Wisconsinites will decide between Democratic Incumbent Senator and Tammy Baldwin and a Republican challenger to represent them in the senate this year. Kevin Nicholson feels he is the right candidate for the Republican nomination. He came to speak with locals at the Park Oasis restaurant in Mauston April 5.
Nicholson is a Marine Corps veteran who served in Iraq and Afghanistan, and later worked as a consultant.
“I’m a legitimate outsider,” Nicholson said. “I’m not a political office holder. I’m not somebody who is going to game the political system.”
If elected to the Senate, Nicholson said he would limit himself to two terms, and supports term limits for members of congress.
“My goal is to go and do one good term,” Nicholson said. “If you go to the senate today with the intent of making it a 30 year career, as many of them do, certainly Tammy Baldwin among them, I would say unequivocally that you’re never going to solve a problem in Washington because you’re going to get caught up in a system that says ‘Avoid the problems and skate along the top until you can win your next election.’”
Nicholson voiced respect for Wisconsin Senator Ron Johnson and Texas Senator Ted Cruz.
Nicholson’s most visible competitor is State Senator Leah Vukmir, who represents Brookfield. Businessman Eric Hovde, who was speculated to be considering announcing his own candidacy, recently stated he would not be seeking the Republican nomination.
On international trade, Nicholson hopes to advocate for change.
“China’s trade practices for many decades have basically impaired American producers and American workers, because they have subsidized their products and slapped tariffs on American products,” Nicholson said. “That has put American producers in a bad position.”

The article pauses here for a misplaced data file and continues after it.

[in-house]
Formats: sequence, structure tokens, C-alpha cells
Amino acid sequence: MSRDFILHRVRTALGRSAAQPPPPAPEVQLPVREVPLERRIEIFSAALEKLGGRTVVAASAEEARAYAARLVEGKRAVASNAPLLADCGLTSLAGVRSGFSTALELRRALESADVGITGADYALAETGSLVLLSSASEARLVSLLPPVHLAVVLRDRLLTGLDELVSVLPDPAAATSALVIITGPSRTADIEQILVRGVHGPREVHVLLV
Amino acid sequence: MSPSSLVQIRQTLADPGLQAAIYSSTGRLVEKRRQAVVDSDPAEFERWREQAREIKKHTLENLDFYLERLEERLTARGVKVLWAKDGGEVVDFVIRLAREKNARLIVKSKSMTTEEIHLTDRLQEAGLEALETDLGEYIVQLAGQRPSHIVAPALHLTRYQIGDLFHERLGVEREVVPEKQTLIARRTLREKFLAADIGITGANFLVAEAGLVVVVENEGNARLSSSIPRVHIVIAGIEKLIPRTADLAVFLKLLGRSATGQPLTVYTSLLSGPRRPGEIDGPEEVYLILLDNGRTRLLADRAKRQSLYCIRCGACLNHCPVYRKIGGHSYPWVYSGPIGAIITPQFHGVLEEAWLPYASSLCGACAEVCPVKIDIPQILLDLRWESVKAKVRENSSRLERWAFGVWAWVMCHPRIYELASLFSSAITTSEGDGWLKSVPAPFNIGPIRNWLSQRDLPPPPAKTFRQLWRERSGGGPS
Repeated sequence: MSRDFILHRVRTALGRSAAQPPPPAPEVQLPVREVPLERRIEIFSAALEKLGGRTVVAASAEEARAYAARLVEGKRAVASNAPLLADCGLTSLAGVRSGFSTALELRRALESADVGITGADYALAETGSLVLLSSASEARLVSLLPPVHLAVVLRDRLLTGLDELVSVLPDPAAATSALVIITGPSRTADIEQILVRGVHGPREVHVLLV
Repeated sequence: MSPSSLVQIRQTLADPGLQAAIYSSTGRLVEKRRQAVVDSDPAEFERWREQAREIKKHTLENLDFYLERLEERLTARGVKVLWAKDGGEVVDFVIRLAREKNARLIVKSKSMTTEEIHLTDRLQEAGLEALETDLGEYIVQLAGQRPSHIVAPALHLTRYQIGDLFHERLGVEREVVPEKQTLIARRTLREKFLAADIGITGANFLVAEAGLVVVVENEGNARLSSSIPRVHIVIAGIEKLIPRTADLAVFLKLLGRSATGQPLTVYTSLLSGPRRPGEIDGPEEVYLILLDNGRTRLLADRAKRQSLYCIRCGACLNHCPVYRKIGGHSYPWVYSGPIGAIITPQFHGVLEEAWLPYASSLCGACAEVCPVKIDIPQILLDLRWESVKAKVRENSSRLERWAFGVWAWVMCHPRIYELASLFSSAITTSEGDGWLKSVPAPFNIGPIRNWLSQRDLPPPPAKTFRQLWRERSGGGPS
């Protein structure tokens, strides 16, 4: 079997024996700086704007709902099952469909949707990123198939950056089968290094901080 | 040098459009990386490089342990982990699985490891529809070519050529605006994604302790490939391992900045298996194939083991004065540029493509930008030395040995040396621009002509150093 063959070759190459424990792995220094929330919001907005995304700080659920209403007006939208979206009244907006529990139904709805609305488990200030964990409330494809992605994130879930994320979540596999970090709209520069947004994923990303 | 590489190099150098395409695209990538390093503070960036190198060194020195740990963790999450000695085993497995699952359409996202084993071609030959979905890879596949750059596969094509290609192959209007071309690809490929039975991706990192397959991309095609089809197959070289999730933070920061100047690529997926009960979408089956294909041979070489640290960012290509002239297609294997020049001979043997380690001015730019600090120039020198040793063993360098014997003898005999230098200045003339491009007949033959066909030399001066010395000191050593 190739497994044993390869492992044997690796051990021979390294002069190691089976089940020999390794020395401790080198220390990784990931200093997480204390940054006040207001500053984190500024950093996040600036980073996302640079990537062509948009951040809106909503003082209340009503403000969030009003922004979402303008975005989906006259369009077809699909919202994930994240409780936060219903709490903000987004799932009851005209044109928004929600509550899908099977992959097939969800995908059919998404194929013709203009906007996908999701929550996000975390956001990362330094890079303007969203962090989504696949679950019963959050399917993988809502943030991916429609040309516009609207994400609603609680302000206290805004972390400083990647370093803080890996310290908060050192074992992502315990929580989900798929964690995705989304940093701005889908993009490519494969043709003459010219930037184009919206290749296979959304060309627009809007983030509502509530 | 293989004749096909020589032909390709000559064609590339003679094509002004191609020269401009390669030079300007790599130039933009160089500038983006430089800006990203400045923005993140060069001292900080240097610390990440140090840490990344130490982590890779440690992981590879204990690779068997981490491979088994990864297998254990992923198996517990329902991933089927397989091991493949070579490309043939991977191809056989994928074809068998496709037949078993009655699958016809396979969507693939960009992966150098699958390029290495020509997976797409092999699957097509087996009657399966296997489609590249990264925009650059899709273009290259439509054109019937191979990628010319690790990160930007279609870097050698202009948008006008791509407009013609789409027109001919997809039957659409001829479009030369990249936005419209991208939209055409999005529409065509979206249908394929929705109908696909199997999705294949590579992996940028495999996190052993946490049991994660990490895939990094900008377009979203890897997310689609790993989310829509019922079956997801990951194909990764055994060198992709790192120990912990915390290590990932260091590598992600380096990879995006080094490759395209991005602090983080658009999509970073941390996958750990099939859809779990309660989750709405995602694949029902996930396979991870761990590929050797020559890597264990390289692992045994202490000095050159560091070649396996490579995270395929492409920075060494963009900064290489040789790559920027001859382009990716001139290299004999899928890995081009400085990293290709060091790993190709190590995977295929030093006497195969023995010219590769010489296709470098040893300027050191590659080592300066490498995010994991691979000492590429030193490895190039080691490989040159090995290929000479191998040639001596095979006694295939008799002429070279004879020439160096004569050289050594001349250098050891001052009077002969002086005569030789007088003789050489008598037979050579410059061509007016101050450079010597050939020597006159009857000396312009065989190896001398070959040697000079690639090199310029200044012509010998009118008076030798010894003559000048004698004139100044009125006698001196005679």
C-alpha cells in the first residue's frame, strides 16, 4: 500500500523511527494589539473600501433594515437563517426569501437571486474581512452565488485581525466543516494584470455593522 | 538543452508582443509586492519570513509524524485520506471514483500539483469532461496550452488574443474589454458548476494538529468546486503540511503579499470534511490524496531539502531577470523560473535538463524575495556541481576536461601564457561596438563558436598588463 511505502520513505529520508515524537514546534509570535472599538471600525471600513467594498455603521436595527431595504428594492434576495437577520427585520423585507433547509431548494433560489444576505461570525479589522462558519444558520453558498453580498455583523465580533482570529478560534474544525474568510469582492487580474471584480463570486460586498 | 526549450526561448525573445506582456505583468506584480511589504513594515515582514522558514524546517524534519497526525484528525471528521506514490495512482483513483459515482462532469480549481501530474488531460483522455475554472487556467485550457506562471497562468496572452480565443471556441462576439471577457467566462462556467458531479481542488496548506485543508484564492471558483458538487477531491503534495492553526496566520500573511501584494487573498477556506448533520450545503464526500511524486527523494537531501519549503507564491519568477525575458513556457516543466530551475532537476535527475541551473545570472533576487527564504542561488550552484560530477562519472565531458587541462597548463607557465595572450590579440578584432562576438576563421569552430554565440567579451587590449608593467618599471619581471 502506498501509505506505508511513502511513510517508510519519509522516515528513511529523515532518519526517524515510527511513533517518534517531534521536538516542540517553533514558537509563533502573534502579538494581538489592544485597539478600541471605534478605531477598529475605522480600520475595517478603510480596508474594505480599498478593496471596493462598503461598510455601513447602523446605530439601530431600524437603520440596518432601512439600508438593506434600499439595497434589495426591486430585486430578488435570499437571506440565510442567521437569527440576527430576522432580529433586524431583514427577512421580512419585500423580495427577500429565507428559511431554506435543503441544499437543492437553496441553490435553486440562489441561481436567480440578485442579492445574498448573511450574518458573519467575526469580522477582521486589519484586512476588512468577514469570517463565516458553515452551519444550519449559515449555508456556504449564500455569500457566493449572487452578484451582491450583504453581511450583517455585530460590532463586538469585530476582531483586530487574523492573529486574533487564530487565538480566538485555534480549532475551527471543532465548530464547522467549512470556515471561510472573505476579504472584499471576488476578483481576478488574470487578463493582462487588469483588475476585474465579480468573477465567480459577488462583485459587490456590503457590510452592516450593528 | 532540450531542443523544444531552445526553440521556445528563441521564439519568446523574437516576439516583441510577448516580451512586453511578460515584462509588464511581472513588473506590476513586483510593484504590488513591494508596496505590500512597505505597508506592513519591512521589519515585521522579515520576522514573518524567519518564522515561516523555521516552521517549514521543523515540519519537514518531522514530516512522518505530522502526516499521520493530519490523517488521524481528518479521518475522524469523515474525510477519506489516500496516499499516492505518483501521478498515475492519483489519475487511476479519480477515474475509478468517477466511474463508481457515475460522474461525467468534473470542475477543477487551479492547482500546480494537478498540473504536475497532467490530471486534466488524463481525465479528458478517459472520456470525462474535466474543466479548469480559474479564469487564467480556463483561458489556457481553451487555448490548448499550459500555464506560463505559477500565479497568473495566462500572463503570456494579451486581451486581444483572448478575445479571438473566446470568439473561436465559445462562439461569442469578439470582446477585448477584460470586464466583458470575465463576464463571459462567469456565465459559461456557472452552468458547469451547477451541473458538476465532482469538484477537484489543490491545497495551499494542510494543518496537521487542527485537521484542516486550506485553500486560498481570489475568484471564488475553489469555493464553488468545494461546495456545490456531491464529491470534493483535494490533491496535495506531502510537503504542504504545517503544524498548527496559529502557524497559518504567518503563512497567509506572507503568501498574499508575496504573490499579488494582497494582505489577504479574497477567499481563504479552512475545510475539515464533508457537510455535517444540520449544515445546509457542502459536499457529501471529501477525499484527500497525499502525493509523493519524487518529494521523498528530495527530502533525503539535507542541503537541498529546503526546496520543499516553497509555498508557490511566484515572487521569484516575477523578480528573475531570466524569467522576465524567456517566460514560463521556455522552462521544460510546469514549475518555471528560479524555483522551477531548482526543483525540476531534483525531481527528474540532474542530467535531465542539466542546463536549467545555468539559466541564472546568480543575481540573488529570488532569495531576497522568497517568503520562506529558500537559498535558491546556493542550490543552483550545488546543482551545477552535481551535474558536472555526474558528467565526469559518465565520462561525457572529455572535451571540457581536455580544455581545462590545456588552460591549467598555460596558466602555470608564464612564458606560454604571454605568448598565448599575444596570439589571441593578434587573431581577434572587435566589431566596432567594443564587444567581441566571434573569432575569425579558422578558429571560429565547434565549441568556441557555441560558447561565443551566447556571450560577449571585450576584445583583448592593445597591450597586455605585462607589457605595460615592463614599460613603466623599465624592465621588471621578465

If elected, Nicholson hopes to make himself accessible to Wisconsinites. He plans to work in D.C. but keep Wisconsin his home and visit “all 72 of our counties on a regular basis.”
Nicholson was formerly a Democrat, but said his life experience has shaped his worldview to conservatism.
“My worldview has been formed by my experience,” Nicholson said. “I’ve come through my experience to become pro-life. And anybody who disagrees with me on those principles, they are free to do so.”
The recently passed tax reform is a legislative move Nicholson feels will benefit the country.
“I think greater simplification of the tax code going forward is a good thing for the American people,” he said.
As someone with a political outsider’s perspective, Nicholson feels he is the right choice to face off against Baldwin in November.
“I was a Democrat,” Nicholson said. “(Now) I’m a conservative because I think that policies that push power back to the people work out better for people, that’s really what it comes down to.”
The Republican primary is scheduled for Aug. 14.